Shanghailanders[n 1] were foreign – principally European and American – settlers in the extraterritorial areas of Shanghai, China, between the 1842 Treaty of Nanjing and the mid-20th century.

A map of the foreign concessions of Shanghai in 1855 (in red), overlaid (in green) with the contemporary street pattern in 1910.


Originally privileged by the "Unequal Treaties" and housed in the International Settlement and French Concession away from the Chinese city in the 1800s, they lost most of their status during and after the Japanese occupation of Shanghai in World War II. A 1943 Sino-British Friendship Treaty abandoned the treaty port system, and by this time most American, British, and Dutch Shanghailanders had been deported to concentration camps by the Japanese.

The concessions' extraterritorial zones proved a haven, however, to refugee Jews lacking visas. World War II saw a community of about 18,000 develop, principally from Germany and Austria. After World War II, the majority moved on to the United States or Israel.[citation needed] See History of the Jews in China for more.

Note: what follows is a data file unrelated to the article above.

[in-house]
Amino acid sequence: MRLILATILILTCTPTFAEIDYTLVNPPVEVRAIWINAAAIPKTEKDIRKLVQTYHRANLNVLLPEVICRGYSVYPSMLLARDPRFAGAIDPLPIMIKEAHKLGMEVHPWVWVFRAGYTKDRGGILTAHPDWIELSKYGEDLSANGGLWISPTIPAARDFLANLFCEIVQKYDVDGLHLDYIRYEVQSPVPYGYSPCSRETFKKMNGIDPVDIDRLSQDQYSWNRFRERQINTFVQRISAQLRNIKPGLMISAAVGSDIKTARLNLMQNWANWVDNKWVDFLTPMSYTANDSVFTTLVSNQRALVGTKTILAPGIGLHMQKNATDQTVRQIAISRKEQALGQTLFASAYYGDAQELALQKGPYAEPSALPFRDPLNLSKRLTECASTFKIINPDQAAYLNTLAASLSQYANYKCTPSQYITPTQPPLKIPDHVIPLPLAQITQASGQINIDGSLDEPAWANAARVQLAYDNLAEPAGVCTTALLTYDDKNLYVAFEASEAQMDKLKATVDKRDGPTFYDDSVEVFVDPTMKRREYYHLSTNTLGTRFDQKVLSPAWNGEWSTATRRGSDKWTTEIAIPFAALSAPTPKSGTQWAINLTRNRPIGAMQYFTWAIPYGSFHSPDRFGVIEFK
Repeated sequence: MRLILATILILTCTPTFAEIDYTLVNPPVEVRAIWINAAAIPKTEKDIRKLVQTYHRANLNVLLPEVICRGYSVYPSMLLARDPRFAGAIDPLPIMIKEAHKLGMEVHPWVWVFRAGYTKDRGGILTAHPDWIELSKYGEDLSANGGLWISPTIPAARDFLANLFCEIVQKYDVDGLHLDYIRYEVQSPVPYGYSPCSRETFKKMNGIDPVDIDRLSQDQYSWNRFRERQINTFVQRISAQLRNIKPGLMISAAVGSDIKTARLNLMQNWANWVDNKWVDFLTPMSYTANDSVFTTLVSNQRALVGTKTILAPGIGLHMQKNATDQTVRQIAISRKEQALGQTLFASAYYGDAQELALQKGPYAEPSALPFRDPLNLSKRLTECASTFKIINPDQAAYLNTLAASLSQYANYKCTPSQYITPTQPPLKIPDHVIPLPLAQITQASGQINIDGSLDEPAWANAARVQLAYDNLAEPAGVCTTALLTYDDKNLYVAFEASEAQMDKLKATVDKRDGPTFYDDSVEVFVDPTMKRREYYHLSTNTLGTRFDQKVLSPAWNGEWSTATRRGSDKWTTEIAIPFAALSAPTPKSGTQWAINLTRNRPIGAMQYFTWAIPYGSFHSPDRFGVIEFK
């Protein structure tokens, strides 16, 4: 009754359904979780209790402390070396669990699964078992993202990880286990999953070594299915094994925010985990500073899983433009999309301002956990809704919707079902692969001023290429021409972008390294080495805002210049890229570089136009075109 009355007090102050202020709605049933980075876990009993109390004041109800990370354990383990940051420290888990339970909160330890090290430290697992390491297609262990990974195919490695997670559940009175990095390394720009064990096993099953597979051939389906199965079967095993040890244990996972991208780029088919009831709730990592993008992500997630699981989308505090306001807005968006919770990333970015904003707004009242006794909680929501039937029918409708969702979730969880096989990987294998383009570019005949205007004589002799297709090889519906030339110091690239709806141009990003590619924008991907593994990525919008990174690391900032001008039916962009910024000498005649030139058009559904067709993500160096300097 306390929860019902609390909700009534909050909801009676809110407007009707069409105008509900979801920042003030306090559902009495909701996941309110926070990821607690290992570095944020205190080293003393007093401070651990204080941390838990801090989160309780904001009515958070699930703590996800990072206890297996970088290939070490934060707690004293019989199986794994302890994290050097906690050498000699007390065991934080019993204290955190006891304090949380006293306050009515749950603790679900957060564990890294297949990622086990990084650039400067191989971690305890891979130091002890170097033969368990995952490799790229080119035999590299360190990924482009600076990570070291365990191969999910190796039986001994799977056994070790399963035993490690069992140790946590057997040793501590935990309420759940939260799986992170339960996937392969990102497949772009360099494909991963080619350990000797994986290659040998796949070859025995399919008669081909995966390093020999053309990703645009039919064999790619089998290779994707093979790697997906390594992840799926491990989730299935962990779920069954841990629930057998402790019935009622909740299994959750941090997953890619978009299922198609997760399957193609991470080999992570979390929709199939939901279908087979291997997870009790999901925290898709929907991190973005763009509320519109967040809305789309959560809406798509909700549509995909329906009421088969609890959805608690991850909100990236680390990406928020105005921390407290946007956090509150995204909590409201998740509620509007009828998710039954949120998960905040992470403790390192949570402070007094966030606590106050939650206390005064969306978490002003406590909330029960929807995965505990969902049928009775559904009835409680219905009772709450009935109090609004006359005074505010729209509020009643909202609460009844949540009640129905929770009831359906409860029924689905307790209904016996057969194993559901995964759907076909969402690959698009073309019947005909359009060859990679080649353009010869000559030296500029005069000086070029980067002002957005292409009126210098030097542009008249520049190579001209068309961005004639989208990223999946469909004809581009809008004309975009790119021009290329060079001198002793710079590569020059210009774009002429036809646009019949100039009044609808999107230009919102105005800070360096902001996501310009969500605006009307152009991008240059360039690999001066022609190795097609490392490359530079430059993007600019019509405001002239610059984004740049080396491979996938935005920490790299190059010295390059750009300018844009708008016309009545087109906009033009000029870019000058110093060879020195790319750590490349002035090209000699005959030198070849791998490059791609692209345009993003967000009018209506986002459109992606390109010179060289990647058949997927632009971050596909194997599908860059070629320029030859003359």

Famous ShanghailandersEdit

See alsoEdit


  1. ^ Sometimes "Shanghighlanders" in punning reference to the Scottish highlanders.


  • Bickers, Robert (1998). Shanghailanders: The Formation and Identity of the British Settler Community in Shanghai 1843-1937. In: Past and Present.
  • Journal of Modern Asian Studies 30, 2 (1996), Death of a Young Shanghailander: The Thorburn Case and the Defence of the British Treaty Ports in China in 1931. R. A. Bickers. (pp. 271–300.)